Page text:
This week is National Health Care Decision Week. It is a perfect time to think about making sure you have someone who can legally make health care decisions for you if you become ill and lack the mental capacity to make your own decisions.
In Florida, this is done with a legal document called an Advance Medical Directive. My office routinely prepares these documents for clients and they include the Designation of Health Care Surrogate, the HIPPA Release, and the Living Will.
These documents should give the person you name as your surrogate the authority to obtain your medical information and make any and all health care decisions for you in accordance with your values and moral beliefs. The Living Will allows you to make decisions about withdrawing or withholding life-sustaining treatment at the end of life when there is no probability of recovery.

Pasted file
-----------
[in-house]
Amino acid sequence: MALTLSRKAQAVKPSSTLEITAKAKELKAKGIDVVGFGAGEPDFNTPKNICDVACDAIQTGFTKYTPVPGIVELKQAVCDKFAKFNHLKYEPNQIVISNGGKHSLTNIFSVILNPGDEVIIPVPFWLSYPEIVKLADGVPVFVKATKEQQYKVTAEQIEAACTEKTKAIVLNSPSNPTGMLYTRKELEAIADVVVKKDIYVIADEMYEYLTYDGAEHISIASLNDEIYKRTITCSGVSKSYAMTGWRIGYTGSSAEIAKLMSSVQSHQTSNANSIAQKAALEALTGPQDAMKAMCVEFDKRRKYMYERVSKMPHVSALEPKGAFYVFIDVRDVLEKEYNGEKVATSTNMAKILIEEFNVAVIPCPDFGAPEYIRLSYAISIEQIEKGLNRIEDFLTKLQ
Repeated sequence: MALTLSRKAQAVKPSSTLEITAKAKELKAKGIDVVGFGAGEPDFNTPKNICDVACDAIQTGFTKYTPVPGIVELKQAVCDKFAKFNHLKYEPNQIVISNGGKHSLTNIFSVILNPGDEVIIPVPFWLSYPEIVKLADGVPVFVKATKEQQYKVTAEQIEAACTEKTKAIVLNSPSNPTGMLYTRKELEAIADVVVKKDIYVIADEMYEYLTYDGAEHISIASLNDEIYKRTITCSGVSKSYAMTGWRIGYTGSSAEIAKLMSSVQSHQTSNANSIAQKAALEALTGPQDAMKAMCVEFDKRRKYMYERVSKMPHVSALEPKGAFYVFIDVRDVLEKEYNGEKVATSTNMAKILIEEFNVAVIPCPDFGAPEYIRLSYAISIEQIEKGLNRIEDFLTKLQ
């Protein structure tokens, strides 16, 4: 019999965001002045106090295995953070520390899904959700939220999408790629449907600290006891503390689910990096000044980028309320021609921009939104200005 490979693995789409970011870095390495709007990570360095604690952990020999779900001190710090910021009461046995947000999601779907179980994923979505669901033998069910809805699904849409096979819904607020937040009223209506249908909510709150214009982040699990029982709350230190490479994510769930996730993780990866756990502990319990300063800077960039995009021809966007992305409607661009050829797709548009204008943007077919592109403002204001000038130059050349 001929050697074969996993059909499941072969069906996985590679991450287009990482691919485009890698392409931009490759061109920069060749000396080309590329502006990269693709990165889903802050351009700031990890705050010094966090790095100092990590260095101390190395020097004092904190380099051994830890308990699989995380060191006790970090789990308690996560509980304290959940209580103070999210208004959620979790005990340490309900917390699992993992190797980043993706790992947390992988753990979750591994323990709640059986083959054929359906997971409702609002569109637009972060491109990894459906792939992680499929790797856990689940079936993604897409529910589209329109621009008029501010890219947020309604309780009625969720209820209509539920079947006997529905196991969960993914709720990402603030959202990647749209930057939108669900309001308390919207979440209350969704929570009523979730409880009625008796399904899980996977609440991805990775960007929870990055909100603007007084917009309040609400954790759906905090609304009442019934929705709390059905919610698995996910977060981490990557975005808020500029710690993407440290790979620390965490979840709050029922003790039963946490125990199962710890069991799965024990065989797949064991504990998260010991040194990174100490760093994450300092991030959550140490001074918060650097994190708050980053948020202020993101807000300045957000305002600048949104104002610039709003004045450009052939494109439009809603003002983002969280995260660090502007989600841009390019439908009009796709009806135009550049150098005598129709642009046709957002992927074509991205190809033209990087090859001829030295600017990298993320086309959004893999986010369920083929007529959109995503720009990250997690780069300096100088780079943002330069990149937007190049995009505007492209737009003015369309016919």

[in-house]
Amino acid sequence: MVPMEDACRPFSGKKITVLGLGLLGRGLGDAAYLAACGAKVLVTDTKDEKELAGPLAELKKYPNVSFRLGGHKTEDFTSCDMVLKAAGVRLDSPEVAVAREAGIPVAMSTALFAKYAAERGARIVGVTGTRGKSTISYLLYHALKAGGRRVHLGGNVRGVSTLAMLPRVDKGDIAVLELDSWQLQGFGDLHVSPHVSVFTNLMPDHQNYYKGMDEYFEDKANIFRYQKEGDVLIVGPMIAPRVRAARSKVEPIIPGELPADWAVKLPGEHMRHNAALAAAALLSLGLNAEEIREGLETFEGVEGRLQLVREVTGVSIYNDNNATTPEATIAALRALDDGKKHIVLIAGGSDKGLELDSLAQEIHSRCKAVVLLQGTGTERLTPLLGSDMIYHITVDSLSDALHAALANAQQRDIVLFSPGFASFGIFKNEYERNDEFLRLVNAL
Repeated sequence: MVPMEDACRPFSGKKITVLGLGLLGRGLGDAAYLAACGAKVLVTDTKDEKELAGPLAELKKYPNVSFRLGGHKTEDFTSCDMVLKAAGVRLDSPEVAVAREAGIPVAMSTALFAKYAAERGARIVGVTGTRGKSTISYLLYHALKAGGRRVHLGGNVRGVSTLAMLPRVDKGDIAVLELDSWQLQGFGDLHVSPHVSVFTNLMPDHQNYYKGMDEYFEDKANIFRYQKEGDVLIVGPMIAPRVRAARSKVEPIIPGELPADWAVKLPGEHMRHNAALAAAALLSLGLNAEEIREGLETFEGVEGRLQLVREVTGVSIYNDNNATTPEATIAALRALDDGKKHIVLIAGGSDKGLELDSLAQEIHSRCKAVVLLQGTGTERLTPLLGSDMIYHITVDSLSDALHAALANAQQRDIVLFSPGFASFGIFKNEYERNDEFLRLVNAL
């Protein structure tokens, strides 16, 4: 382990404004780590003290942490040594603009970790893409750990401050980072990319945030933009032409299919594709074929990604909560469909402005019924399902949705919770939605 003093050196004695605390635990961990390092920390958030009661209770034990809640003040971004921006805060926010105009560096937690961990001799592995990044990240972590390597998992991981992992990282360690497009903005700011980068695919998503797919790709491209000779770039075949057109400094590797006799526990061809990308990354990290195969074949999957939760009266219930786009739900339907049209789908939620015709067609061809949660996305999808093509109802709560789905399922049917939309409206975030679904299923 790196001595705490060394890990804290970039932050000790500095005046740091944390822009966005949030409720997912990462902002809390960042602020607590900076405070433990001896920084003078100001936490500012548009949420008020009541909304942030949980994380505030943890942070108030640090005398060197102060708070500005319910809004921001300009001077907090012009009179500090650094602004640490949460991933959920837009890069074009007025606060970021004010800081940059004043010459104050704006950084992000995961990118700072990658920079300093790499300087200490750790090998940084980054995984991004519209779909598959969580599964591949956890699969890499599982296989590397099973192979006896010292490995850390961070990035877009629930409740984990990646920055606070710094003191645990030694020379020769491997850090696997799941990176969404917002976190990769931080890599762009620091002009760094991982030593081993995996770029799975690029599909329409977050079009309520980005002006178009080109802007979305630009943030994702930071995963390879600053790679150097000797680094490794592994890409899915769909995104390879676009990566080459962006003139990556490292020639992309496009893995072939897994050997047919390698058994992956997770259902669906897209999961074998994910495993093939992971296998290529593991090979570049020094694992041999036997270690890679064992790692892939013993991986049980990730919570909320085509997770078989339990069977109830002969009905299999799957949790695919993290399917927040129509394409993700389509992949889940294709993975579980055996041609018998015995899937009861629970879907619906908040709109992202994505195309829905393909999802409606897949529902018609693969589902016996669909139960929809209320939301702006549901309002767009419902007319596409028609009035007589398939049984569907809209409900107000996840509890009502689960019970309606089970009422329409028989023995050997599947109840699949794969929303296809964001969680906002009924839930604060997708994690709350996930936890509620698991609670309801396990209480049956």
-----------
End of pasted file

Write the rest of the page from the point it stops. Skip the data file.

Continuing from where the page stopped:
These documents are state-specific and it is important that you have Florida documents if you are a new resident of Florida. Documents should also be updated if your decisions change or if you need to name new surrogates.
You should provide a copy of these documents to each of your doctors and you should also give a copy to anyone who would likely be called in an emergency. I also recommend that you take a copy with you when you travel.
To minimize any confusion or doubt about your wishes or the surrogate’s authority, the documents should be as specific and explicit as possible. One size does not fit all. Do not use online or form documents. They may not be valid in Florida and even they are valid, they might not contain all the language you need for your specific wishes to be carried out.
Finally, your situation might be unique. I can customize your documents to address any concerns you might have about particular procedures, such as artificial hydration, feeding tubes, chemical treatment, and invasive diagnostic tests.
Questions? The Law Office of Debra Simms is here to help. Call us today 386.256.4882
This blog post is not case-specific and is provided only for educational purposes and is not intended to provide specific legal advice. Blog topics may or may not be updated and entries may be out-of-date at the time you view them.